WASHINGTON -- The epic Equifax data breach could make for some creative Halloween costumes. If there's a contest, I bet you'll win if you dress up like a horrifying hacker holding stolen credit reports.
Editorial cartoonists have certainly captured the rampant sense of dread and fear. Signe Wilkinson's depiction of the compromise of 145.5 million consumer files by Equifax reflects the attitude of many folks I've been hearing from. The cartoon portrays two people buying coffee. The first customer is paying with plastic and says, "I'm afraid my credit card will be hacked!" The other says, "I'm not."
Why isn't the second customer worried?
She's buying her coffee with cash.
A cartoon from Nick Anderson speaks volumes. In it, an elderly couple is in the office of an Equifax executive whom they tell, "We're dropping your creditability rating to zero."
The hole Equifax left in its computer system exposed Social Security, credit card and driver's license numbers. Hackers also got addresses and birth dates.
The breach left people afraid and in search of information. Here are some recent questions I received. I relayed the first two to an Equifax spokesperson.
Q: Did the hackers in the Equifax breach gain access to my credit- freeze PIN number?
Equifax: The PINs associated with security freezes were not impacted by the breach.
Q: My son lives in Spain with his wife and baby. All three have Social Security numbers. I asked him to go to the Equifax site to see whether their info had been hacked. He emailed me that the site was blocked to people overseas. Is this the case?
Equifax: No, the site is not blocked to people overseas. However, there are some situations where an IP address may be restricted, due to where the person lives.
Q: I took advantage of the Equifax-offered credit lock. However, from my research, it appears that I would also need to lock my credit with Experian and TransUnion, and it does not seem that Equifax covers me for those costs (Experian is $25 a month!) Do you have any suggestions or know how others are dealing with this?
Michelle: Right now, Equifax is waiving the fee to get a freeze, but it only covers your file at that bureau. You can also get a free lock on your credit file at Equifax.
But one freeze or credit lock does not work for all. You have to get a freeze or lock at each credit bureau.
To get access to the free freeze at Equifax, go to www.equifaxsecurity2017.com. Be sure to elect for a freeze, not a lock. You can't do both.
Consumer experts advise opting for a freeze because the rules for it are state regulated. A lock is a feature offered by the credit bureaus, which essentially does the same thing as a freeze, but the rules of how it works are dictated by the credit bureau.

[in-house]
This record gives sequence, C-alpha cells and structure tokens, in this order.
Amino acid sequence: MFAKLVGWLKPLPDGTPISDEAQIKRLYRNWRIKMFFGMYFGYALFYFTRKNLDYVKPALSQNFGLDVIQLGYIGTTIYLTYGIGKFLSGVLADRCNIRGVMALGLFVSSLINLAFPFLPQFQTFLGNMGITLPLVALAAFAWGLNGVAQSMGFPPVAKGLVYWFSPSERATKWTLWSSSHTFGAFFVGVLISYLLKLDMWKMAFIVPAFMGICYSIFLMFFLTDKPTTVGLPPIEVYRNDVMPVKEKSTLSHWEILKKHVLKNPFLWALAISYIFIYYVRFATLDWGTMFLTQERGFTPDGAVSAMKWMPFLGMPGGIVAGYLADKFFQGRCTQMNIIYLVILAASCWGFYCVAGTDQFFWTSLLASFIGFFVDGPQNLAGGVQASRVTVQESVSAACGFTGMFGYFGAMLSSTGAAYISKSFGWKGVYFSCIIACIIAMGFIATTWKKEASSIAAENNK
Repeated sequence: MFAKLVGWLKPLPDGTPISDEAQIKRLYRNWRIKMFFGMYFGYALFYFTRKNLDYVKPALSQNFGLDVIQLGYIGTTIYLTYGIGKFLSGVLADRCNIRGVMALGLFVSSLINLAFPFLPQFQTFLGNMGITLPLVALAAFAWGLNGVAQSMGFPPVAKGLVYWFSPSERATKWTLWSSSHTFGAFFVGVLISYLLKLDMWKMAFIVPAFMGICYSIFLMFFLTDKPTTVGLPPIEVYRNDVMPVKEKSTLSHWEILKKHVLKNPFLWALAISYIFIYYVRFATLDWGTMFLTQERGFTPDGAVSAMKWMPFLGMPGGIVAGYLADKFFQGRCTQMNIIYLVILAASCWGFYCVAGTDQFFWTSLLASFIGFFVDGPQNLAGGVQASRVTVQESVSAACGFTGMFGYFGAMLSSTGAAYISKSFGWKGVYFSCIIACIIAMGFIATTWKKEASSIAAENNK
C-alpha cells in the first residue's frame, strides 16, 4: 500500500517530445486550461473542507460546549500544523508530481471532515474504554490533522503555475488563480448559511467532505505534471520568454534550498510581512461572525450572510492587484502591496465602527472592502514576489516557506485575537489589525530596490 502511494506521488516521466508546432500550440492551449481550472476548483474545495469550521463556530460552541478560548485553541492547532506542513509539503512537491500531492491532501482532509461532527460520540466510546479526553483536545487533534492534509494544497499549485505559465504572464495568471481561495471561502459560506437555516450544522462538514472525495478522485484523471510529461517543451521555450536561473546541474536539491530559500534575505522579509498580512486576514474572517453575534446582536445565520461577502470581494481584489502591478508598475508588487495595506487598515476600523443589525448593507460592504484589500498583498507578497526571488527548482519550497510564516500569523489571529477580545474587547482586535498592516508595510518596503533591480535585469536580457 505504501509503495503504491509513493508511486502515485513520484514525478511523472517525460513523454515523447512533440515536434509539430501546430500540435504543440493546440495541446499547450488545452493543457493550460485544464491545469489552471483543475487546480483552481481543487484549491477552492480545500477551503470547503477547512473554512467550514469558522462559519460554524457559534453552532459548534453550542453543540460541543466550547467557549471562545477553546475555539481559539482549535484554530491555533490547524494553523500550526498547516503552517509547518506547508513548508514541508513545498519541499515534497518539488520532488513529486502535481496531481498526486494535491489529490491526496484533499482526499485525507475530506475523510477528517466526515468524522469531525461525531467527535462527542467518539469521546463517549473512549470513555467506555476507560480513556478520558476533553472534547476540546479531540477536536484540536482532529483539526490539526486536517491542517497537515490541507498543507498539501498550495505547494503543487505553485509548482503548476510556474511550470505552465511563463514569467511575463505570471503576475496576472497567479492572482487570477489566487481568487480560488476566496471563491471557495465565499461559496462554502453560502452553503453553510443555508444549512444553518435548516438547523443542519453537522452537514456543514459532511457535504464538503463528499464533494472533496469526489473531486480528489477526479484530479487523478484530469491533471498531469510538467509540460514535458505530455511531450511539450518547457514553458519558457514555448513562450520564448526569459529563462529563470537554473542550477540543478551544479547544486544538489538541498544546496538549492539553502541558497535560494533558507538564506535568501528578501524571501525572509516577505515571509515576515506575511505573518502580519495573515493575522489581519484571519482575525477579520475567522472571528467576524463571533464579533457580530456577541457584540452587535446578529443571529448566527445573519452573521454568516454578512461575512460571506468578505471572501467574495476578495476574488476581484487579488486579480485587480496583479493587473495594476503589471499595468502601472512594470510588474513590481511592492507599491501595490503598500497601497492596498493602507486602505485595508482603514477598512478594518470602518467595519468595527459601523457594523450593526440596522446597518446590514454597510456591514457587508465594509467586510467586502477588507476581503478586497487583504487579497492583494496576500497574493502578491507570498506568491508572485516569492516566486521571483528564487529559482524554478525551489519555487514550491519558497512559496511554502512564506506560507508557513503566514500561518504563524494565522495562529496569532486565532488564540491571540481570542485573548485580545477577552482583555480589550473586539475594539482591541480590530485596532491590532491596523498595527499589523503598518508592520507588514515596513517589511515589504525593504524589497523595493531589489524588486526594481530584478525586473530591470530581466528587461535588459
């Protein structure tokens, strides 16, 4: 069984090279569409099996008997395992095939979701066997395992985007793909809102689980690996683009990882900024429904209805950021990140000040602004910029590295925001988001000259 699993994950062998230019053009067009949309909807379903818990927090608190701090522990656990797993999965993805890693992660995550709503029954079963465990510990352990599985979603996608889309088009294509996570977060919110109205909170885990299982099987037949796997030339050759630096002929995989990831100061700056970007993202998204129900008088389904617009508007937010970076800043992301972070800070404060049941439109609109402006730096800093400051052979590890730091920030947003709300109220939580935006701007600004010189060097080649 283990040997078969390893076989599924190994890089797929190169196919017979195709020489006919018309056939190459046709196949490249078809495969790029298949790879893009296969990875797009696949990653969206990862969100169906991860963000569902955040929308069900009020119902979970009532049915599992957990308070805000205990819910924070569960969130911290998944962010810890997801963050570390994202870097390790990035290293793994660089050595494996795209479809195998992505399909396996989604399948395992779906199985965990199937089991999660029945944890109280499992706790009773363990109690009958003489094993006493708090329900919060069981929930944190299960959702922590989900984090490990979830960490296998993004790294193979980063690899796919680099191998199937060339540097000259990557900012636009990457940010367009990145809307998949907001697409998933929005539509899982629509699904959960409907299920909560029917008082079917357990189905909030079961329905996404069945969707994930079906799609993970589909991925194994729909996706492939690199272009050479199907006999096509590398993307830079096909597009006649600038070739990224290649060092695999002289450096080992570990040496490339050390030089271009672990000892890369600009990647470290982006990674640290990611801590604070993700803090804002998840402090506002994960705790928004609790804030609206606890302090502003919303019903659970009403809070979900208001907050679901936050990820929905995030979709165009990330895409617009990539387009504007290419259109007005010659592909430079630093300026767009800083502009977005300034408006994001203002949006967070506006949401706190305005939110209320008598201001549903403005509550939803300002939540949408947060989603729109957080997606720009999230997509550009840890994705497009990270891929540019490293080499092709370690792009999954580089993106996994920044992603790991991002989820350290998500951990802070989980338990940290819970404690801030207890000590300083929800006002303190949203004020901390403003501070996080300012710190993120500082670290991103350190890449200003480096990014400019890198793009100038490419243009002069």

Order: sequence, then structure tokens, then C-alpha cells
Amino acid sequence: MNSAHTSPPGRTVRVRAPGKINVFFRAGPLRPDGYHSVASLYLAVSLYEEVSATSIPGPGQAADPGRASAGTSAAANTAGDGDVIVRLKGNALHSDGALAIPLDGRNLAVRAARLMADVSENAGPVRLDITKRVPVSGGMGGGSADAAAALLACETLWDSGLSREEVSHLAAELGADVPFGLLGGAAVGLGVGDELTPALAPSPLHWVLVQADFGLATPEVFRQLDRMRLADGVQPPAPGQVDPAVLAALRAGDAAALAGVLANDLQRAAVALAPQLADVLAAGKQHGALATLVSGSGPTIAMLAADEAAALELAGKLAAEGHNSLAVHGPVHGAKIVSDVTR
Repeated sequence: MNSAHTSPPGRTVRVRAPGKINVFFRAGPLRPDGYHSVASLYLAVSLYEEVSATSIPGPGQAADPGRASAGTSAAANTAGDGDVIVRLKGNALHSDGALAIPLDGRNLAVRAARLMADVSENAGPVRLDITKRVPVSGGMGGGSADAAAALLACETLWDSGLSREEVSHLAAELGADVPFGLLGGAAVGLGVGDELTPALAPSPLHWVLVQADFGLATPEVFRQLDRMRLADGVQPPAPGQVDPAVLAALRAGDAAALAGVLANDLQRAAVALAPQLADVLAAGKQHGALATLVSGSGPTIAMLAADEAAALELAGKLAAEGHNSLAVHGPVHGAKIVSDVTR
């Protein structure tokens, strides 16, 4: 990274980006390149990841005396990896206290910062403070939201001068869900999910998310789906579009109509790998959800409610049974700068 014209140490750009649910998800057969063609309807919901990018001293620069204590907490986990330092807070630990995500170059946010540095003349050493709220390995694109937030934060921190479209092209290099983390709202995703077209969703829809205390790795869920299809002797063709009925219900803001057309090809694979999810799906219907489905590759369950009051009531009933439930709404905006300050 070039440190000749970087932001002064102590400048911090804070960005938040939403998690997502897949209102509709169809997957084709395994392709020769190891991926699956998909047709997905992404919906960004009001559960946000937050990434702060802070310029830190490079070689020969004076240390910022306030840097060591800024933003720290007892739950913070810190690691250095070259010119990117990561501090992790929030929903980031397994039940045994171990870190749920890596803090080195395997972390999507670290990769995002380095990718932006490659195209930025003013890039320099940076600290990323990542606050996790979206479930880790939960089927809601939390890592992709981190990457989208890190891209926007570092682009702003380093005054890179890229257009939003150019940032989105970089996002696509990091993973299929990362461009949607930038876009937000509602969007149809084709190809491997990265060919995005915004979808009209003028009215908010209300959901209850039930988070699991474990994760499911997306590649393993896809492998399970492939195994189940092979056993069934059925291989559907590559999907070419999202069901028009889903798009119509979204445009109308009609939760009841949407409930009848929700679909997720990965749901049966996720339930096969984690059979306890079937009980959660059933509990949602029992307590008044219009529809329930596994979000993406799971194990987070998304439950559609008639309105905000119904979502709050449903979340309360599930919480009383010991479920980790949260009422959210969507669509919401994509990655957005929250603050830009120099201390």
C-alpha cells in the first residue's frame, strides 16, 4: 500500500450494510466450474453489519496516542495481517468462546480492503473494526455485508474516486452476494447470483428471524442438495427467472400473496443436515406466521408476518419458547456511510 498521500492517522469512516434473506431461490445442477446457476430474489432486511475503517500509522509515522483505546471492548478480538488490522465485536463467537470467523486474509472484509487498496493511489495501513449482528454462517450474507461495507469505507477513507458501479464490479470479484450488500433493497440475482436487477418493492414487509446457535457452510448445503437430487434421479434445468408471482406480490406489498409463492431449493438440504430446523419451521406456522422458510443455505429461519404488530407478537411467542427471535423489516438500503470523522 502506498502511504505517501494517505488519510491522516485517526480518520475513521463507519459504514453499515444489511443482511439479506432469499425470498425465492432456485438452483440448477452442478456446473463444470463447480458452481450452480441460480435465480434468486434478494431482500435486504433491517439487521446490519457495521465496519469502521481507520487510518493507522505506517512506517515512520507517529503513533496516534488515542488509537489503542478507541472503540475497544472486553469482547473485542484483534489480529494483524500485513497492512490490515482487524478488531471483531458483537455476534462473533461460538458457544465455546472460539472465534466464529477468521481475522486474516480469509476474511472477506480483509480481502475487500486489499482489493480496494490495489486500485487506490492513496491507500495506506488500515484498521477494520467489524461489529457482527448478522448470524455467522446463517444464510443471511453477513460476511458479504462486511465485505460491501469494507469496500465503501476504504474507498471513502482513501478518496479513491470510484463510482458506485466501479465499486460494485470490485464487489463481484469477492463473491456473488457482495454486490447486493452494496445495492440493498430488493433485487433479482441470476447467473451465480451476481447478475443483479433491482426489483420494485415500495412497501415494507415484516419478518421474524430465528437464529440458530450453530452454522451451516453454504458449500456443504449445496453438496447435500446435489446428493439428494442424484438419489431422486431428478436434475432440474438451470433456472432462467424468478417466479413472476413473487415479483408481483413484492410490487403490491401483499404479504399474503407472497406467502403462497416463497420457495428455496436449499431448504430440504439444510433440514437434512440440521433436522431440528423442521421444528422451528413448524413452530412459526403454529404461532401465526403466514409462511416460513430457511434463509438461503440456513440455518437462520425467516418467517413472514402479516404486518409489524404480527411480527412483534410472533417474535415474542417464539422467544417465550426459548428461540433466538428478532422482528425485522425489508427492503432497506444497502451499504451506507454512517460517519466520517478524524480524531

You can freeze your Experian report at www.experian.com/freeze/center.html. Do the same with TransUnion at
While you're at it, also freeze your report at a fourth, smaller bureau, Innovis: www.innovis.com/personal/securityFreeze.
You might also consider putting a freeze on at the consumer agency ChexSystems: http://wapo.st/2l0qEwv. This is the bureau that financial institutions use to verify that you have a good history of managing bank or credit-union accounts.
Q: I have had a freeze for many years with the three major credit bureaus on my wife and myself. Should I still sign up for Equifax's free TrustedID Premier monitoring service?
Michelle: This question brings up why a freeze is better than credit monitoring.
With a credit freeze, a new creditor can't get access to your credit file. Without being able to view your credit report, the lender isn't likely to approve your credit application.
A credit monitoring service reports identity theft incidents to you after the fact. In other words, the damage could already be done. You might get a notice that someone is looking at your credit file, and you could have time to act before credit is opened in your name. But with the instant granting of credit today, notice from a credit monitoring service might not come soon enough.
Q: I registered for the TrustedID service and Equifax said I should receive an email within a few days and that I should be patient. I'd read elsewhere that it could take quite a while. Well, I received the email to finalize the registration within a few minutes! Should I be concerned?
Michelle: No, count yourself fortunate. Some people are reporting no delay. Others are still having trouble signing up.
The cartoons help provide some comic relief. But the questions I continue to get from scared consumers are no laughing matter.
Readers can write to Michelle Singletary c/o The Washington Post, 1301 K St., N.W., Washington, D.C. 20071. Her email address is email@example.com. Follow her on Twitter (@SingletaryM) or Facebook (www.facebook.com/MichelleSingletary). Comments and questions are welcome, but due to the volume of mail, personal responses may not be possible. Please also note comments or questions may be used in a future column, with the writer's name, unless a specific request to do otherwise is indicated.
(c) 2017, Washington Post Writers Group